To many webmasters, Google’s Disavow Tool seems a lifesaver. If you’ve suffered a Google penalty or been plagued by shady link building, simply upload a file of backlinks you want to disavow, and BOOM - you’re back in good graces.
Jeffrey Lapin's insight:

Good article (and gutsy experiment) by Cyrus Shepard (via the Moz Blog) about Google's Disavow Tool.

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PSA: Crawl Your Site Regularly - State of Search

PSA: Crawl Your Site Regularly - State of Search | Everything Marketing You Can Think Of | Scoop.it
An important tip by Kate Morris: Every 6 months, recrawl your site and fix broken links and internal redirects. She explains why in this article.
Jeffrey Lapin's insight:

Good article by Kate Morris (State of Search) about why and how to crawl your site for link problems. This may be especially important under Penguin 2.0.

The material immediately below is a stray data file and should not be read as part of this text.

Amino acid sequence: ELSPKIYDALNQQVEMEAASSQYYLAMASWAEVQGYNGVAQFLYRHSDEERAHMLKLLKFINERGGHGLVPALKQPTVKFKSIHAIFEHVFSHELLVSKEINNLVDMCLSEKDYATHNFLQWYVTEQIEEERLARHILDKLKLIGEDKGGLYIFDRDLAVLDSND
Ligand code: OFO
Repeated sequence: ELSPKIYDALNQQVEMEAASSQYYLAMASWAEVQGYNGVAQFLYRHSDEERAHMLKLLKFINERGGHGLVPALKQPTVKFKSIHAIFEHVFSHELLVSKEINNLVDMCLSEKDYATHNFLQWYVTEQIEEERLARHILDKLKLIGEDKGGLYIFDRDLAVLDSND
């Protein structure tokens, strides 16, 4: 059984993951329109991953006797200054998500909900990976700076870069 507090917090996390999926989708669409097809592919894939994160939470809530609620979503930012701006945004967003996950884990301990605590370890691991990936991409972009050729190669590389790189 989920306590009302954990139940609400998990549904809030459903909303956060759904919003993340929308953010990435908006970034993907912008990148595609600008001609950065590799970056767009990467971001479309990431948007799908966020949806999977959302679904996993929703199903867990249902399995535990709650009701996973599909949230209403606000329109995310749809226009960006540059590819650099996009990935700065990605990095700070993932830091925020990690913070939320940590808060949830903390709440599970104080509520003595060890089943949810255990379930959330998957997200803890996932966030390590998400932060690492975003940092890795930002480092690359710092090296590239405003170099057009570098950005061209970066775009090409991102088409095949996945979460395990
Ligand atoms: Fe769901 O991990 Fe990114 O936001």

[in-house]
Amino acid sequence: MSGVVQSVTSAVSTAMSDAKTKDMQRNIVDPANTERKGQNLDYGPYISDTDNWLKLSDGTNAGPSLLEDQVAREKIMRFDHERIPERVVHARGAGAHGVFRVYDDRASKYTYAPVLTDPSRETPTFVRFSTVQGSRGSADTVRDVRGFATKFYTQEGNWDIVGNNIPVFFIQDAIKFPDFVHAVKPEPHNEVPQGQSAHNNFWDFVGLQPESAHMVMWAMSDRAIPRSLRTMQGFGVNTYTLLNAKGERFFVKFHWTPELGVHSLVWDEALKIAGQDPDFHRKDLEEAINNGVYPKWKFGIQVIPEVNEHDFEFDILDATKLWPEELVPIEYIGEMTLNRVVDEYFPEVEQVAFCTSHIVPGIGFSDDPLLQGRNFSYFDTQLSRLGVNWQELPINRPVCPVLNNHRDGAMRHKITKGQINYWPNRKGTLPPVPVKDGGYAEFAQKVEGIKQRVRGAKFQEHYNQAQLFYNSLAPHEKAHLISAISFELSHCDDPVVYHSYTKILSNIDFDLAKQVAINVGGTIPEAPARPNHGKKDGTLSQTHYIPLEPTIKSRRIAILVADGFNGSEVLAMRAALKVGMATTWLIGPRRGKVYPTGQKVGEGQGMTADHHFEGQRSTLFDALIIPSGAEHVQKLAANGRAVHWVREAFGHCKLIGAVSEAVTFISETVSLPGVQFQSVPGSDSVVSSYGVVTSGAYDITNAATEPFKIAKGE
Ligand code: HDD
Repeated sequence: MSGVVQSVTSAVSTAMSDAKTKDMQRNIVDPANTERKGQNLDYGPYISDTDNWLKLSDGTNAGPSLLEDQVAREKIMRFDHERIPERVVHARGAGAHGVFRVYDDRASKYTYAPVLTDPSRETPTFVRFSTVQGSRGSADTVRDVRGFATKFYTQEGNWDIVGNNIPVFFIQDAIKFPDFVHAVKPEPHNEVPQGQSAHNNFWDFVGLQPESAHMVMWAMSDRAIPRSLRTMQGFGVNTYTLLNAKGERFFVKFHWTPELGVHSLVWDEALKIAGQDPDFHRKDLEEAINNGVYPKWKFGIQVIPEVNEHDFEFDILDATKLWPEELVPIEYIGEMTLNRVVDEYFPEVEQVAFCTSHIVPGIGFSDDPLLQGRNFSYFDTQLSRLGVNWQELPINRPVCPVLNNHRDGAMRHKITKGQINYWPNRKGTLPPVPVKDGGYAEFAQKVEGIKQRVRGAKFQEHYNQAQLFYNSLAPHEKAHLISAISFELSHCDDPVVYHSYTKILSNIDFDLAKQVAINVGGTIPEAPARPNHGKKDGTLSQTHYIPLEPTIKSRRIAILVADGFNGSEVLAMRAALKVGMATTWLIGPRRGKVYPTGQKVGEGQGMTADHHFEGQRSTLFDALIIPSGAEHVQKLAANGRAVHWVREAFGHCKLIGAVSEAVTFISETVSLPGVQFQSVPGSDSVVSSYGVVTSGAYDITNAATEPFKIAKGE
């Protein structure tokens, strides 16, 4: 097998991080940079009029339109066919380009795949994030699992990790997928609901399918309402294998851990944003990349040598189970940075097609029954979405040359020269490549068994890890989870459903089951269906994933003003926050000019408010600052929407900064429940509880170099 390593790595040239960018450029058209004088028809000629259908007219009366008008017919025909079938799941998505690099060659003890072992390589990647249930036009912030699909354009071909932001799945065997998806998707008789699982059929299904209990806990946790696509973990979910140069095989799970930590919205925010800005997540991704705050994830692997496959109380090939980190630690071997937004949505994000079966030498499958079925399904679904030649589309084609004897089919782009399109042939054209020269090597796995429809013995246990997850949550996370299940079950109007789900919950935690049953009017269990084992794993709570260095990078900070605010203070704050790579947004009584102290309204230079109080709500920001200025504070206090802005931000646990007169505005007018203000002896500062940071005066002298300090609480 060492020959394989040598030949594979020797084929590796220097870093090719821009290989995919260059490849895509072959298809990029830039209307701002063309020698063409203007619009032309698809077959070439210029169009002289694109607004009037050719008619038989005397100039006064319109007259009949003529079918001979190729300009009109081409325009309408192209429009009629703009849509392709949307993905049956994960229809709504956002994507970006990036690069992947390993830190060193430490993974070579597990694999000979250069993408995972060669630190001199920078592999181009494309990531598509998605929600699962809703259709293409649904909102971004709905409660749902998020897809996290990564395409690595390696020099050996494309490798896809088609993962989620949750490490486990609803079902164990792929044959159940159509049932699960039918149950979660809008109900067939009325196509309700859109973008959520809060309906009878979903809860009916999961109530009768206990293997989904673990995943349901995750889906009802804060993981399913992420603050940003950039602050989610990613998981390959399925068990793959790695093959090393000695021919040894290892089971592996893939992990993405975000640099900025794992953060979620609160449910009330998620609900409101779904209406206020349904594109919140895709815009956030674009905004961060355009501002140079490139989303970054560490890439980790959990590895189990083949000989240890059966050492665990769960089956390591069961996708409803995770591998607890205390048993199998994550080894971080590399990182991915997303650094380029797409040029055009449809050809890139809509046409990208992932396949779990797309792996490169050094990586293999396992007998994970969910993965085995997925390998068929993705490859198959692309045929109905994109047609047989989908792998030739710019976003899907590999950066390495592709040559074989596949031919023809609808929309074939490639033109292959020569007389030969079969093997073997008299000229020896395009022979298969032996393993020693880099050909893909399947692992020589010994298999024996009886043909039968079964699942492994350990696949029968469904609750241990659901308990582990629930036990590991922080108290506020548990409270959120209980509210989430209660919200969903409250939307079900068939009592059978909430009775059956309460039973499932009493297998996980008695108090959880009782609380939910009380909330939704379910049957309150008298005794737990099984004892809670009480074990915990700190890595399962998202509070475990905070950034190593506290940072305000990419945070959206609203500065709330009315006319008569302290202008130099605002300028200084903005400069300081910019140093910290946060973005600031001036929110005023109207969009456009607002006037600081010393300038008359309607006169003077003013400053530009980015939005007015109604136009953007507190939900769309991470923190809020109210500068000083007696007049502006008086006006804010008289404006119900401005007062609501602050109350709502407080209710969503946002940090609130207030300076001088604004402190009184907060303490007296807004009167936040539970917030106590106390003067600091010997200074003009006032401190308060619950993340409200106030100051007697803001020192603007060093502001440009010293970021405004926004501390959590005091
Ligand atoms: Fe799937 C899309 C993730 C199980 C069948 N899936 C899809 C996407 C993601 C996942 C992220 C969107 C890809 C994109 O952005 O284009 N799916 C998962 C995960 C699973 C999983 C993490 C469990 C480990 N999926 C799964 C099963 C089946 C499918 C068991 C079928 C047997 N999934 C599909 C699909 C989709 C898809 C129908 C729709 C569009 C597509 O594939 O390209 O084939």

Her steps for Site Structure Maintenance are:

Step 1: Crawl Site (I prefer Screaming Frog but Xenu works well)

Step 2: Download report of 300 errors and 400 errors. These reports from Screaming Frog will give you the offending link and what page on your site hosts the link.

Step 3: Use SEO Tools  for Excel to identify where the redirected links are going using the HttpStatus command in the Onpage menu.

Step 4: Repeat Step 3 until all the redirected URLs return a 200 status code.

Step 5: Fix broken and internal redirects